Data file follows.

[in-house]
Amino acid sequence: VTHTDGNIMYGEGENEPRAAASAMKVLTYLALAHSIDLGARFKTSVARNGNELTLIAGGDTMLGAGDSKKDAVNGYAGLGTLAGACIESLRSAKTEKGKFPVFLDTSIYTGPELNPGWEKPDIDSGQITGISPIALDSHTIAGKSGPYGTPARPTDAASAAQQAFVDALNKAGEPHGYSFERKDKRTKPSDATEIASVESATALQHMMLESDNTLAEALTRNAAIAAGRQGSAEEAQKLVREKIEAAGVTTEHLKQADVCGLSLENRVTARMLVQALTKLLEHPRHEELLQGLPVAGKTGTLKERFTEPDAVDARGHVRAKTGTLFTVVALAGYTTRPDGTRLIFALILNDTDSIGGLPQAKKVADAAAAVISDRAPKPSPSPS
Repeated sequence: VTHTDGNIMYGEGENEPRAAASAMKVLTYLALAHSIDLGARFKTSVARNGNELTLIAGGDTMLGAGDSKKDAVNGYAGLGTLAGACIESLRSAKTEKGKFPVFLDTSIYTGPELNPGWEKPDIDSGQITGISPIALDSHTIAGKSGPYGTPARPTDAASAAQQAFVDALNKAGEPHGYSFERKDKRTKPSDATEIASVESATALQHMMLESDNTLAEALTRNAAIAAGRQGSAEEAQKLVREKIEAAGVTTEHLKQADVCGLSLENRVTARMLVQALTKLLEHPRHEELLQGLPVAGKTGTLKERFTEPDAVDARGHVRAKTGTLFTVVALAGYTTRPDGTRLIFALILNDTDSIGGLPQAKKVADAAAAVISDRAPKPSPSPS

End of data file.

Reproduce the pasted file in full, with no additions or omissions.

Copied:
[in-house]
Amino acid sequence: VTHTDGNIMYGEGENEPRAAASAMKVLTYLALAHSIDLGARFKTSVARNGNELTLIAGGDTMLGAGDSKKDAVNGYAGLGTLAGACIESLRSAKTEKGKFPVFLDTSIYTGPELNPGWEKPDIDSGQITGISPIALDSHTIAGKSGPYGTPARPTDAASAAQQAFVDALNKAGEPHGYSFERKDKRTKPSDATEIASVESATALQHMMLESDNTLAEALTRNAAIAAGRQGSAEEAQKLVREKIEAAGVTTEHLKQADVCGLSLENRVTARMLVQALTKLLEHPRHEELLQGLPVAGKTGTLKERFTEPDAVDARGHVRAKTGTLFTVVALAGYTTRPDGTRLIFALILNDTDSIGGLPQAKKVADAAAAVISDRAPKPSPSPS
Repeated sequence: VTHTDGNIMYGEGENEPRAAASAMKVLTYLALAHSIDLGARFKTSVARNGNELTLIAGGDTMLGAGDSKKDAVNGYAGLGTLAGACIESLRSAKTEKGKFPVFLDTSIYTGPELNPGWEKPDIDSGQITGISPIALDSHTIAGKSGPYGTPARPTDAASAAQQAFVDALNKAGEPHGYSFERKDKRTKPSDATEIASVESATALQHMMLESDNTLAEALTRNAAIAAGRQGSAEEAQKLVREKIEAAGVTTEHLKQADVCGLSLENRVTARMLVQALTKLLEHPRHEELLQGLPVAGKTGTLKERFTEPDAVDARGHVRAKTGTLFTVVALAGYTTRPDGTRLIFALILNDTDSIGGLPQAKKVADAAAAVISDRAPKPSPSPS